Tuesday, October 30, 2018

Clever Hans

One nurse used to make some wishes on different fingers and ask me to pick a finger. She believed that the wish corresponding to the finger I chose would come true. She never told me what her wishes were and I never asked her about them. I just played along with what she asked me to do. At first, I used to choose a finger randomly but over time, I learnt how to choose the wish she desired the most. She came to believe that I had extra-ordinary clairvoyance and she frequently made me go through this 'choose a finger' routine.

I would look vaguely at her fingers so that she couldn't quite make out which finger I was looking at. So she would bend each finger and ask me which finger I had chosen. I soon noticed that the first finger she bent was often the wish she most desired. Occasionally this guess would be wrong. I could make out from her expression that she was disappointed with my choice. I would quickly indicate that she had misinterpreted my communication and that I had actually meant  another finger.  Overall, my guess was right about 90% of the time. Put my subterfuge down to horse sense.

Over a century ago, a horse from Germany named Clever Hans was known around the world for his inexplicable abilities. Not only could Hans count - something no other animals were said to do - but he could also tell time, identify playing cards, read and spell (in German, of course). In response to a question he would tap with his hooves either to indicate a number or the right option among many given. If Hans was asked what five and two added up to, he would tap seven times; if he was asked what day came after Monday, he would be told to tap once for Tuesday, twice for Wednesday, and so on.

Even rigorous questions of critical skeptics were answered correctly. More than a dozen scientists observed Hans and were convinced there was no signaling or trickery. What was the secret - if indeed there was one? Was it all a hoax or trick? Or was this a truly unique horse? The obvious guess was that this was an elaborate hoax, set up through some means of training between horse and master. It soon became apparent, however, that Hans answered not only his trainer, but co-operated even in the absence of his master with any person he had never seen before.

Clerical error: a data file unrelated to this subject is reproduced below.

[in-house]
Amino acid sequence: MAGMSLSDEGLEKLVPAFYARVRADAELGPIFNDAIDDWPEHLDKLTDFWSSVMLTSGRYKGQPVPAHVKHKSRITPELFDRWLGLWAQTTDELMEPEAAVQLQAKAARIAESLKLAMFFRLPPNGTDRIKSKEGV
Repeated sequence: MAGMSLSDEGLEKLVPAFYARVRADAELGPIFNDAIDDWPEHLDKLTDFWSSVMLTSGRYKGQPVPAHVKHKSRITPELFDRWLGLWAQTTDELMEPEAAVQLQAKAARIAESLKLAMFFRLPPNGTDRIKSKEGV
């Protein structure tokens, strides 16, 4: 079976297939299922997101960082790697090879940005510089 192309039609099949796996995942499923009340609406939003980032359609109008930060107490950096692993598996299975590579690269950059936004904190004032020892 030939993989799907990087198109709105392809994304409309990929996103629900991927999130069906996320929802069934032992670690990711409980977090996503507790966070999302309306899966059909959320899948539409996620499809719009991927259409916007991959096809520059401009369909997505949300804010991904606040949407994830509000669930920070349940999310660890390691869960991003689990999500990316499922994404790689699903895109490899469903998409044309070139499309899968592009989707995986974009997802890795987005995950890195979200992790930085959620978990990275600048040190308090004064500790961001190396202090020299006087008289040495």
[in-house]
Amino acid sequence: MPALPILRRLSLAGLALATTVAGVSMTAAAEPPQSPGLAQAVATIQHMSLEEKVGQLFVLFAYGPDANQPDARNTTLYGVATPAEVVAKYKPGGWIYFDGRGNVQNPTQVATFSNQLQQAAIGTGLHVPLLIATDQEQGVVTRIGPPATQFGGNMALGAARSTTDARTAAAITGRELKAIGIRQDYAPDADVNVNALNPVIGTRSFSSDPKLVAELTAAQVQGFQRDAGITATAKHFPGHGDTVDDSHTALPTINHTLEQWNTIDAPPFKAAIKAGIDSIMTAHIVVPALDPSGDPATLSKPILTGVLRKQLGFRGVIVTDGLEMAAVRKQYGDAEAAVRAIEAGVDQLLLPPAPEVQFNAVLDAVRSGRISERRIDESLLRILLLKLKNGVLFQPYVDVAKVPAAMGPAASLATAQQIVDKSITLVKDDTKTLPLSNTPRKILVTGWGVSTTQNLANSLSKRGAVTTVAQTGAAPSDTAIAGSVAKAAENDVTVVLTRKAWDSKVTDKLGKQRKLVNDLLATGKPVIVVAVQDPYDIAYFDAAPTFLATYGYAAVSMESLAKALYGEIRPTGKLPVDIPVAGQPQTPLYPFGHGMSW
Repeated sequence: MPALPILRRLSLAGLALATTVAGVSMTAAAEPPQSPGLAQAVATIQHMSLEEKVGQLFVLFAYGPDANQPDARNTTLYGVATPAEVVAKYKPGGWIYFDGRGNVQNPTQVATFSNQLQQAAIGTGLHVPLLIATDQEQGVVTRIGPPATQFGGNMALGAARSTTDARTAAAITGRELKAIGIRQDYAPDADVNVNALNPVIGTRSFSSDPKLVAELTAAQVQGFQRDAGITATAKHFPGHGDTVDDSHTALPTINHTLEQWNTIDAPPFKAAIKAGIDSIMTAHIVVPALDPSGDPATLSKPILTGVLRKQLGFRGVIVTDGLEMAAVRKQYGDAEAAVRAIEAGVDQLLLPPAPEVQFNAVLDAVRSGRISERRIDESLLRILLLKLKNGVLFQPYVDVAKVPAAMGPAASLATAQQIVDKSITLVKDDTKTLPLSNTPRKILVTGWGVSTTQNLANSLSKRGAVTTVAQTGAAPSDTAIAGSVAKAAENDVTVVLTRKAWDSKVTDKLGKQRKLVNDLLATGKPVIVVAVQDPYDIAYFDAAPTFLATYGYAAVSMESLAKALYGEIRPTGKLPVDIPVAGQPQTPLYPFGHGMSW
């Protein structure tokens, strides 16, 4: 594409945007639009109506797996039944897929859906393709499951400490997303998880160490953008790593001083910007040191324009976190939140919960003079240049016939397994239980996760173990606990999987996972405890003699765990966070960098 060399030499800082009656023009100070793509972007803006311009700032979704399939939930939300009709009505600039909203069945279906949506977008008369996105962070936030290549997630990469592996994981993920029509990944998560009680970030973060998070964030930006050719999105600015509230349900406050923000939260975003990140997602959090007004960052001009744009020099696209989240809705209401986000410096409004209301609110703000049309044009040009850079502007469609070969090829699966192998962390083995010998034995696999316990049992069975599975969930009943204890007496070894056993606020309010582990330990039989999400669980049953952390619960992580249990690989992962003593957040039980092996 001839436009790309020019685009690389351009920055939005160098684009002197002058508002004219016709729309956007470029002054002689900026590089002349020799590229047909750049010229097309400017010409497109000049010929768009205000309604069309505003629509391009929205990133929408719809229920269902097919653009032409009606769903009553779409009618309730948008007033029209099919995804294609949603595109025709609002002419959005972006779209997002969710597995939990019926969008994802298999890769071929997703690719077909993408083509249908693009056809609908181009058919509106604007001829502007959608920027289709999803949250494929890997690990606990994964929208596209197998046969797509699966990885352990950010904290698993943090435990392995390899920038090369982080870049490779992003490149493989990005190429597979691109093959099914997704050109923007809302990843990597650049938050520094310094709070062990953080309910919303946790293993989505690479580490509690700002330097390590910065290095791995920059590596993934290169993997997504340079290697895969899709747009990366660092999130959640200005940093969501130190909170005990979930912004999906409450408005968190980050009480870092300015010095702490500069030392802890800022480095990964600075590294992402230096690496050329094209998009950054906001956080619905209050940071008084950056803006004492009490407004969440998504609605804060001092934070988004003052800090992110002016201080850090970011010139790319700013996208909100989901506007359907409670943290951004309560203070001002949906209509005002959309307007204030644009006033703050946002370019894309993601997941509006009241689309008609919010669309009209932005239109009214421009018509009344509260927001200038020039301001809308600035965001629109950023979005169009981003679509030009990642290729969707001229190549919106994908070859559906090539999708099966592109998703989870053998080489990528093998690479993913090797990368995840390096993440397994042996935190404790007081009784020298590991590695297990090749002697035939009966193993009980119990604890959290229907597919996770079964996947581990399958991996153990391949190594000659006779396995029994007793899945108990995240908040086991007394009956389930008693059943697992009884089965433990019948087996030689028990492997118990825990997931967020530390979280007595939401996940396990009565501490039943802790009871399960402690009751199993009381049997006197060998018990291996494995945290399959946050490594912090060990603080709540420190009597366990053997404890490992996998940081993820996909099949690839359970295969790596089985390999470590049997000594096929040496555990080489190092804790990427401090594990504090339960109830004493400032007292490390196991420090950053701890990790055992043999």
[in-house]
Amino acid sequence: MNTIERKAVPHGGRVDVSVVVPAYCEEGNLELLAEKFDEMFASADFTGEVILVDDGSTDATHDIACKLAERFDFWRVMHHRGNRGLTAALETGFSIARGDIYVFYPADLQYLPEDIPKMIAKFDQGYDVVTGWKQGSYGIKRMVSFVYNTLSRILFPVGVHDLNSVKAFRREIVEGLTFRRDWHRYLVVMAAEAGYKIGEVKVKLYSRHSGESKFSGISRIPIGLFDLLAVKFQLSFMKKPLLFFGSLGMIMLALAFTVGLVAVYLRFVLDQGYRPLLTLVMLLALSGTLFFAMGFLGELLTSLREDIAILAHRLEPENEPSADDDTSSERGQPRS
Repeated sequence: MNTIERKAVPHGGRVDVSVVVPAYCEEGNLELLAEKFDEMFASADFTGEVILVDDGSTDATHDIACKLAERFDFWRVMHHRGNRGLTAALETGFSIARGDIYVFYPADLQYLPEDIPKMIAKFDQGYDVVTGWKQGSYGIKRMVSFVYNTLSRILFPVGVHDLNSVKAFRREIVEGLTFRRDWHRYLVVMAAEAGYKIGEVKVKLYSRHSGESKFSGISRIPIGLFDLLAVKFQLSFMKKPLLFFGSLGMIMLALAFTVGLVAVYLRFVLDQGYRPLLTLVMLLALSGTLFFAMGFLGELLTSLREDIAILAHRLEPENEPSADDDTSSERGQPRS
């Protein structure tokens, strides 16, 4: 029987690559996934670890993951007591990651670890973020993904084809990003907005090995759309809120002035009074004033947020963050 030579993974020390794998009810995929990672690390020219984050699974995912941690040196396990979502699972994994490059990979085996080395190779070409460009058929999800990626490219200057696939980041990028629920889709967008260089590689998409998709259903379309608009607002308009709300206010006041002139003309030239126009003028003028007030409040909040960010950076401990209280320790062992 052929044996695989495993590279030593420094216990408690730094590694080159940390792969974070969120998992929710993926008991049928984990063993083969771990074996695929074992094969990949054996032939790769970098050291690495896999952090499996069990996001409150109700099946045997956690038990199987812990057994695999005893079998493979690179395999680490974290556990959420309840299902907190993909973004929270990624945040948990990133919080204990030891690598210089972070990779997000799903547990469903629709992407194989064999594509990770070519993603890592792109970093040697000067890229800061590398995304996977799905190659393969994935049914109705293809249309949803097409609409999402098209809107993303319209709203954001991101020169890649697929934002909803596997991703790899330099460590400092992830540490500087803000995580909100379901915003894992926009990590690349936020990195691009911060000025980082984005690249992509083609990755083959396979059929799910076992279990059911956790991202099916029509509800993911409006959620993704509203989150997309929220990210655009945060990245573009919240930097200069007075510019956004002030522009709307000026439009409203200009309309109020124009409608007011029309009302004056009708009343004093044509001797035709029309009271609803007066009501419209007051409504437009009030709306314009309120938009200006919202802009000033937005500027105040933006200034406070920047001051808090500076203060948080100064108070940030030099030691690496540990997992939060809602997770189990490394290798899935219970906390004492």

In 1904, the German board of education set up a commission to determine if the claims made about Hans were genuine. After a thorough examination, they concluded that there was no hoax involved. Finally in 1907, Professor Oscar Pfungst, a biologist and psychologist explained the phenomenon after close study. He found that the horse was unable to answer any question if the questioning person did not know the answer. Furthermore, the horse was unable to answer any question when it could not see the face of his examiner.

It turned out that the horse was an excellent and intelligent observer who could read the almost microscopic signals in the face of his master, thus indicating that it had tapped or was about to tap the correct number or letter and would receive a reward. For example, when Hans was asked to add two and three, the owner or another questioner would lean forward slightly after Hans had tapped the fifth time but before he could tap a sixth. Each time the horse would reach the correct number of taps to provide human-like knowledge about the day of the week, what a word meant or a mathematical answer, his trainer would make subtle movements (sometimes merely a change in facial expression or a shift of stance) that would cue Hans to stop. In the absence of such a signal, he was unable to perform.

The horse was indeed clever, not because he understood human language but because he could perceive very subtle muscle movements. More important, Pfungst discovered that people can unconsciously communicate information to others by subtle movements and that some animals can perceive these unconscious movements. Even Pfungst himself found that he was unable to control these clues as the horse continued to answer correctly when his face was visible to it. Therefore, it is now recommended that during all studies of animal behavior, any face-to-face contact between the examiner and the experimental animal should be strictly avoided.

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